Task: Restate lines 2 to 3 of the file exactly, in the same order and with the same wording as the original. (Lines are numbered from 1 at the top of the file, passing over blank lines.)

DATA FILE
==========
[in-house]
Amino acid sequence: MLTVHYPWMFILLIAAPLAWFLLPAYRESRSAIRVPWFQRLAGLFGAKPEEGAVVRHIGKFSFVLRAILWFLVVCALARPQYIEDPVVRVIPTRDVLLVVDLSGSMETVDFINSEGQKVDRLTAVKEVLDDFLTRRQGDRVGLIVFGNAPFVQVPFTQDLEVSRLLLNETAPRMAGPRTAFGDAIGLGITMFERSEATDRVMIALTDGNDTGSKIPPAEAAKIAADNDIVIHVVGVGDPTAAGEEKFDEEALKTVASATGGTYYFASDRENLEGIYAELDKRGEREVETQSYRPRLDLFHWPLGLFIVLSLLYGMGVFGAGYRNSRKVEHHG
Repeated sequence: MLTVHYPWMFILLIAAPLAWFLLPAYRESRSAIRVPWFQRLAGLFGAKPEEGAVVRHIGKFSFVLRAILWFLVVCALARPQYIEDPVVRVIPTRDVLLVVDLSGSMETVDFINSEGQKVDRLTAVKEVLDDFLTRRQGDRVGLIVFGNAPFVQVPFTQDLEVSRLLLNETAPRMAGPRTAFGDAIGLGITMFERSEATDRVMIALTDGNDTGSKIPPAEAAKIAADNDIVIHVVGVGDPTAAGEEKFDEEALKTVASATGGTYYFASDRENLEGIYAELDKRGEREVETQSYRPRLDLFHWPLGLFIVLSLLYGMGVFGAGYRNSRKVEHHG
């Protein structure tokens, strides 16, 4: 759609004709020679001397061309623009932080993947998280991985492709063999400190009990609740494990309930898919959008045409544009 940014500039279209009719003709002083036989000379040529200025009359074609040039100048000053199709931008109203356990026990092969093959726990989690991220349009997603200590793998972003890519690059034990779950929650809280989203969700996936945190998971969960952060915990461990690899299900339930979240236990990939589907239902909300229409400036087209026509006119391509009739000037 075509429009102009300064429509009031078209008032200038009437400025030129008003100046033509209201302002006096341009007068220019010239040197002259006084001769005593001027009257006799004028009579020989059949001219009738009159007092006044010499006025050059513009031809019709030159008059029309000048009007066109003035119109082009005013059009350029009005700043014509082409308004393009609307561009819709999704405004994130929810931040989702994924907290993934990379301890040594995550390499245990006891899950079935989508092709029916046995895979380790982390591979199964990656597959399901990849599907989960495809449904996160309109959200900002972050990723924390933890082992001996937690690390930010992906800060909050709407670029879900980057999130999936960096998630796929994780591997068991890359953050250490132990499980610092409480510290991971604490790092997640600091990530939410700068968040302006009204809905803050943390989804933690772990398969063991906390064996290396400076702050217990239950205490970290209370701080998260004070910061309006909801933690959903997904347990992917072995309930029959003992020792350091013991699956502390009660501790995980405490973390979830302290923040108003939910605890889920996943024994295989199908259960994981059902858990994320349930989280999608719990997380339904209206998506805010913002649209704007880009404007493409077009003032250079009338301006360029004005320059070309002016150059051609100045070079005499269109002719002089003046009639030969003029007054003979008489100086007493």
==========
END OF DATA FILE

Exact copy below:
Amino acid sequence: MLTVHYPWMFILLIAAPLAWFLLPAYRESRSAIRVPWFQRLAGLFGAKPEEGAVVRHIGKFSFVLRAILWFLVVCALARPQYIEDPVVRVIPTRDVLLVVDLSGSMETVDFINSEGQKVDRLTAVKEVLDDFLTRRQGDRVGLIVFGNAPFVQVPFTQDLEVSRLLLNETAPRMAGPRTAFGDAIGLGITMFERSEATDRVMIALTDGNDTGSKIPPAEAAKIAADNDIVIHVVGVGDPTAAGEEKFDEEALKTVASATGGTYYFASDRENLEGIYAELDKRGEREVETQSYRPRLDLFHWPLGLFIVLSLLYGMGVFGAGYRNSRKVEHHG
Repeated sequence: MLTVHYPWMFILLIAAPLAWFLLPAYRESRSAIRVPWFQRLAGLFGAKPEEGAVVRHIGKFSFVLRAILWFLVVCALARPQYIEDPVVRVIPTRDVLLVVDLSGSMETVDFINSEGQKVDRLTAVKEVLDDFLTRRQGDRVGLIVFGNAPFVQVPFTQDLEVSRLLLNETAPRMAGPRTAFGDAIGLGITMFERSEATDRVMIALTDGNDTGSKIPPAEAAKIAADNDIVIHVVGVGDPTAAGEEKFDEEALKTVASATGGTYYFASDRENLEGIYAELDKRGEREVETQSYRPRLDLFHWPLGLFIVLSLLYGMGVFGAGYRNSRKVEHHG